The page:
Correct! Aka that Wi-Fi protocol from 2003.
How cool would that be? I feel like projects are always a lot more fun if they can hook into existing systems - just like the our ELF dynamic loader can run programs built with GCC, or how our userland ICMP implementation can ping real-world servers on the internet.
So immediately my instinct told me this was a very dumb idea. But I like very dumb ideas! I figured at some point, something would prevent me from, somehow, programming an nRF51 so it does 802.11 instead of Bluetooth Low Energy.
I figured... the radio would probably be too weak. Bluetooth Low Energy is for short-distance communications, it uses a lot less energy than Wi-Fi. But maybe.. if I stick my micro:bit really close to an access point...
I also figured the ARM Cortex-M0 CPU would probably be too slow. From my initial research on 802.11, the time you have to process and reply to a given message is short (in the neighborhood of 10μs).
But then, after talking to a few more folks involved with wireless networking at various levels, I stumbled upon the actual stopping point: Bluetooth LE and 802.11 simply use different modulation schemes.
What's a modulation scheme?
Well, as a software engineer, I'm mostly thinking of data as bytes - which usually end up being a collection of 8 bits. And I was naively thinking, okay, the radio module just lets us read and write bits at a certain rate.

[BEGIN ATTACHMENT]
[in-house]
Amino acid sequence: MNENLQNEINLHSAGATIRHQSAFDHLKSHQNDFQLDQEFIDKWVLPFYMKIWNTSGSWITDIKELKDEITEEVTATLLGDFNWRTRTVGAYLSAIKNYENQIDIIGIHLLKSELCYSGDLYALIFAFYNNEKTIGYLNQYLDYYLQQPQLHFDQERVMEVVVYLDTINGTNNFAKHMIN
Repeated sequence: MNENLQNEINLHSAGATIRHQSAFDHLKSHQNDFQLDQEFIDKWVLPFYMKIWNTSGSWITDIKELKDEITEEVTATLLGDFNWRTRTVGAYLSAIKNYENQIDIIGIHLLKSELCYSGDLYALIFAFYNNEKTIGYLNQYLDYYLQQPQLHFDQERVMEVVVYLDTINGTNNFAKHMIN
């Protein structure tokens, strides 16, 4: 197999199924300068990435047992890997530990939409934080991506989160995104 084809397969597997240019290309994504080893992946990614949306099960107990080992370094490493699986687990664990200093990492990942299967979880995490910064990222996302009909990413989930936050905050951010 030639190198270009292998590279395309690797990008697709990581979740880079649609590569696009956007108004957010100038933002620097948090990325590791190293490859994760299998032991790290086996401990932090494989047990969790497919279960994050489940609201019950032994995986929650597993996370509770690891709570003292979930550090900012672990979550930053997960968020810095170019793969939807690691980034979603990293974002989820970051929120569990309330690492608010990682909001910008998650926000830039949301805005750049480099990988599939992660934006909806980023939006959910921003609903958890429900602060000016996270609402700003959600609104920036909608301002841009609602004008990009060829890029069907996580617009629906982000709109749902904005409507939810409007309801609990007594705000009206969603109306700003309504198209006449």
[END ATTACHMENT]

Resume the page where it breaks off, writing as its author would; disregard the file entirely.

And to a certain extent, I was right! I just sorta, kinda, forgot, that when the data escapes through the antenna, it does so in analog form - as a wave.
If you've ever wondered what the difference between "AM" and "FM" radio is, this will be familiar to you.
In AM, you mess with the amplitude of the wave - how far up and down it goes:
In FM, you mess with the frequency of the wave - how often/how fast it goes up and down:
That's for analog modulation - when you're sending audio, for example (which is already a wave!). Digital modulation is, from my understanding, roughly the same, except you decide on values that mean "0" and values that mean "1".
Bluetooth uses GFSK (Gaussian Frequency Shift-Keying) - which means it uses different frequencies to send a 0 or a 1. I'm still not crystal clear on the Gaussian filter part, but Wikipedia tells me it makes the transition smoother.